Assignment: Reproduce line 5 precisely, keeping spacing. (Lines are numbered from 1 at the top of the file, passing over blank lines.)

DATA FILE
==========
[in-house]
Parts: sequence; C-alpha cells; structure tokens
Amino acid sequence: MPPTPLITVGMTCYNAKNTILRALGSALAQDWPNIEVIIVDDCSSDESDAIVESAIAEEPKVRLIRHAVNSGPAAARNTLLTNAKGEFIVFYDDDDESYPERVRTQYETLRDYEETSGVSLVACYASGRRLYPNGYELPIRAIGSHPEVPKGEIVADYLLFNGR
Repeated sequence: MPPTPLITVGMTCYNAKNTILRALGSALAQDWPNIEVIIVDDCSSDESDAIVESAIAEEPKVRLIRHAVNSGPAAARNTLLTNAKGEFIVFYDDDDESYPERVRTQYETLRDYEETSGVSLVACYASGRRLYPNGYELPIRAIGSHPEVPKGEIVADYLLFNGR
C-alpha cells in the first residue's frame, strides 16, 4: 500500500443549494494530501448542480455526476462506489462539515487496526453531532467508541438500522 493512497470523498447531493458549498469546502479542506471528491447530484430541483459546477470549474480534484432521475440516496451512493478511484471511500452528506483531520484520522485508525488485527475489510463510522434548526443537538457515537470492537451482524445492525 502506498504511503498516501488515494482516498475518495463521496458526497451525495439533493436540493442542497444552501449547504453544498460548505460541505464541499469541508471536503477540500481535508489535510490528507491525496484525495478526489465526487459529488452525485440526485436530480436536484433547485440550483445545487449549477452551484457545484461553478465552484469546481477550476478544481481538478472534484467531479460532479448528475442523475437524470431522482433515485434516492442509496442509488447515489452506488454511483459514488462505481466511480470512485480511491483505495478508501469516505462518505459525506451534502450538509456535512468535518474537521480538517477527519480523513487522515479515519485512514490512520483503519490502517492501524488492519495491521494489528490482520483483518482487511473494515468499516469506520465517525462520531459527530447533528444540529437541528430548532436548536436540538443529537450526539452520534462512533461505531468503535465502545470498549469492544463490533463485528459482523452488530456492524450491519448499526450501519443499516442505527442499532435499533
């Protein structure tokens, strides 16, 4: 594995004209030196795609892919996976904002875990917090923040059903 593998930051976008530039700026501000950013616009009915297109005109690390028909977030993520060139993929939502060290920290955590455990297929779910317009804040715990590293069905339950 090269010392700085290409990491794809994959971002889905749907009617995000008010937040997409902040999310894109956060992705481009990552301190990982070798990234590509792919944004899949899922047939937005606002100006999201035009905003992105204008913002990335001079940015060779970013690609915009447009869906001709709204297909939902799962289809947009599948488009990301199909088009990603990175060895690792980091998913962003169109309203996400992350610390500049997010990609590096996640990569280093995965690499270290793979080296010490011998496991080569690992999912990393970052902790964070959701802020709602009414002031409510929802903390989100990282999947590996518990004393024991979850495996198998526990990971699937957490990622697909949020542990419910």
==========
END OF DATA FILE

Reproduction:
C-alpha cells in the first residue's frame, strides 16, 4: 500500500443549494494530501448542480455526476462506489462539515487496526453531532467508541438500522 493512497470523498447531493458549498469546502479542506471528491447530484430541483459546477470549474480534484432521475440516496451512493478511484471511500452528506483531520484520522485508525488485527475489510463510522434548526443537538457515537470492537451482524445492525 502506498504511503498516501488515494482516498475518495463521496458526497451525495439533493436540493442542497444552501449547504453544498460548505460541505464541499469541508471536503477540500481535508489535510490528507491525496484525495478526489465526487459529488452525485440526485436530480436536484433547485440550483445545487449549477452551484457545484461553478465552484469546481477550476478544481481538478472534484467531479460532479448528475442523475437524470431522482433515485434516492442509496442509488447515489452506488454511483459514488462505481466511480470512485480511491483505495478508501469516505462518505459525506451534502450538509456535512468535518474537521480538517477527519480523513487522515479515519485512514490512520483503519490502517492501524488492519495491521494489528490482520483483518482487511473494515468499516469506520465517525462520531459527530447533528444540529437541528430548532436548536436540538443529537450526539452520534462512533461505531468503535465502545470498549469492544463490533463485528459482523452488530456492524450491519448499526450501519443499516442505527442499532435499533